by Clint Boulton

How auto repair chain accelerates networking with SD-WAN

Jul 05, 2016
CIOIT StrategyMarkets

Service King Collision Repair Centers is phasing out its MPLS system as the primary networking provider for SD-WAN appliances, says its CIO.

auto repair shops
Credit: Thinkstock

Businesses needing broadband connectivity while rapidly expanding are finding an alternative to traditional wide area network infrastructure. Service King Collision Repair Centers, for example, is using software-defined wide area network (SD-WAN) to support new auto repair centers, a move that has helped reduce the company’s operational costs even as it grows its footprint across 23 states.

Service King's CIO Derek Kramer.

Service King’s CIO Derek Kramer.

Service King’s store locations have grown to more than 300 todayfrom 100 in 2012, necessitating rapid adoption of new network connectivity, says CIO Derek Kramer. Service King had relied on MPLS for several years but this no longer proving efficient as the chain expanded. “MPLS [Multiprotocol Label Switching] has done well, but can it grow as quickly as we’re growing?” Kramer says. “We found more times than not that was a challenge.”

[ Related: SDNs come to the branch office, with risks ]

Speed, security and lower costs were Service King’s chief business drivers for migrating to SD-WAN, which allow companies to rapidly set up and manage VPNs, WAN optimization, VoIP and network-based firewalls, using software to program thetraffic routing typically conducted by routers and switches.

Out with MPLS, in with SD-WAN

Setting up new branches on the MPLS network, whose bandwidth capacity was restricted, took several weeks or more, Kramer says. That wouldn’t do for Service King, which in recent years was sometimes setting up 20 or 30 new centers over the course of one week he says. While MPLS proved reliable in some instances, Service King sometimes found itself without network connectivity as it opened new repair centers. “We wouldn’t have the available network services in place the day of the grand opening and we wanted to decouple that risk from the process,” Kramer says.

[ Related: 5 reasons to move to an SD-WAN ]

On the recommendation of strategic partner Dell, Kramer looked at Silver Peak, an SD-WAN provider that cut its teeth selling WAN optimization products and services. Service King conducted proof-of-concept tests with Silver Peak’s appliances in late 2015 and went into production by March 2016. “We saw a great uplift in our network bandwidth throughput and we saw a much more relaxed network at all of the locations that we tried it out with,” Kramer says. Today more than 75 percent of Service King branch offices are using the SD-WAN.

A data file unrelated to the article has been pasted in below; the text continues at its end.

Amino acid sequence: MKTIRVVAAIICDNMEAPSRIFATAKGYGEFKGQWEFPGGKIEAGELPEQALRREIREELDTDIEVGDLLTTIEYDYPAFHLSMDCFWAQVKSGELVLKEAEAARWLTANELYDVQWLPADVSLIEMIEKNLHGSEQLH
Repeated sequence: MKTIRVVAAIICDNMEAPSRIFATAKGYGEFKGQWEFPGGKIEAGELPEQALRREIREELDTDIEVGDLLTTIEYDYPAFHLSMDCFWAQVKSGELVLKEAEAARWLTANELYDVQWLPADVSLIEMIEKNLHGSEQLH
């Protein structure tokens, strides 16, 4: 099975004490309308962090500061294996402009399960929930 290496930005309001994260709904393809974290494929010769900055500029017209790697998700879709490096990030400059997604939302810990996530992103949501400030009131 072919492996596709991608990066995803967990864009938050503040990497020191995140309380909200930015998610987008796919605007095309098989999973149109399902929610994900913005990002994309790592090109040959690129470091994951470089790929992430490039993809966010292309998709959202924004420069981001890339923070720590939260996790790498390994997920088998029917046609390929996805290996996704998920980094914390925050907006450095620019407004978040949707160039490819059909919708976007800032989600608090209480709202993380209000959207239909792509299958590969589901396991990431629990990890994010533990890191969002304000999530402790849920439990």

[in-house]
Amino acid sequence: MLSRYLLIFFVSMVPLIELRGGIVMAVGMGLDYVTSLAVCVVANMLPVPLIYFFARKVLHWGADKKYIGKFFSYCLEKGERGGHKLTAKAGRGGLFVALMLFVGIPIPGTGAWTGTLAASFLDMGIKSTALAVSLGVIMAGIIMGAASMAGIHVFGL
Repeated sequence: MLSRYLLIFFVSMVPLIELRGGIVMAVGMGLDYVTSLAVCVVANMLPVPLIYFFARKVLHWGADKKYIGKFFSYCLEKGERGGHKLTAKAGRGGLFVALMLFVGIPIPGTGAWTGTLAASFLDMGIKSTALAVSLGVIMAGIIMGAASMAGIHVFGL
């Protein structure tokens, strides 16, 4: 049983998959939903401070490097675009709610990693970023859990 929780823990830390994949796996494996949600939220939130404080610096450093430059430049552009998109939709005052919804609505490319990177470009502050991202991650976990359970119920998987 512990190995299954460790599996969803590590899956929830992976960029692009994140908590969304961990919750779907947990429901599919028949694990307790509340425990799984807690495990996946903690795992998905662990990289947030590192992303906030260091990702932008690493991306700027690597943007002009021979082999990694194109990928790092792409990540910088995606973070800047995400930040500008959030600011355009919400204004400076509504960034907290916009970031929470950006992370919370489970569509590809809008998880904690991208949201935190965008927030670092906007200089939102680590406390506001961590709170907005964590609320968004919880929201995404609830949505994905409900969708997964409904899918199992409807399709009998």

Kramer estimates that SD-WAN has cut his networking costs by 30 percent and helped get new branches up and running in days, rather than weeks or months. Moreover, he says Silver Peaks’ endpoint-to-endpoint encryption was also a vital reason for the switch, as Service King must protect customer data its insurance carrier partners share regarding motor vehicle claims. Ensuring the security of customer data is paramount as Service King’s attack surface increases with each new branch, Kramer says.

[ Related: IDC: SD-WAN market to hit $6B by 2020 ]

Kramer says his staff configures Silver Peak appliances at the Service King headquarters and ships them to each location where they are racked, connected and turned on either by general managers or IT staff.

Now Kramer is mulling whether to use MPLS as a back-up service, and rely on AT&T’s U-Verse as its broadband service. “Can [Silver Peak] stand on its own through DSL services or are we better served having MPLS as a secondary service?”

Why SD-WAN is the choice for SaaS

MPLS is a proven service. It’s just not the right service for today’s evolving business architecture. Since replacing frame relay systems as a networking standard 10 years ago, MPLS has built a solid reputation for connecting networks from branch to branch, particularly as more businesses adopted VOIP communications.

MPLS was “perfect for the client-server model,” in which organizations hosted applications in their own data centers, says Brad Casemore, an IDC analyst who covers networking technology. However, that MPLS architecture is not suited for cloud applications, introducing latency as companies access software over the internet from a number of vendors, Casemore says. But as a native broadband technology delivered over the Internet, SD-WAN is primed for cloud apps.

A few hundred Silver Peak customers are using SD-WAN services to migrate to SaaS applications such as and Office 365, says CEO David Hughes. “As cloud has become more important, people need to rethink how they build their networks,” Hughes says.

Today, Silver Peak competes with startups such as CloudGenix, VeloCloud and Viptela. However, traditional MPLS providers, such as AT&T, Verizon Business and Sprint are watching SD-WAN closely. Verizon earlier this year began selling a hosted SD-WAN service powered by Viptela.

By the end of 2017, at least five global carriers will have incorporated SD-WAN as a key component of their managed network service designs, according to Gartner. The researcher also says that 10 percent of enterprises will have replaced their WAN routing with SD-WANs by the end of 2018.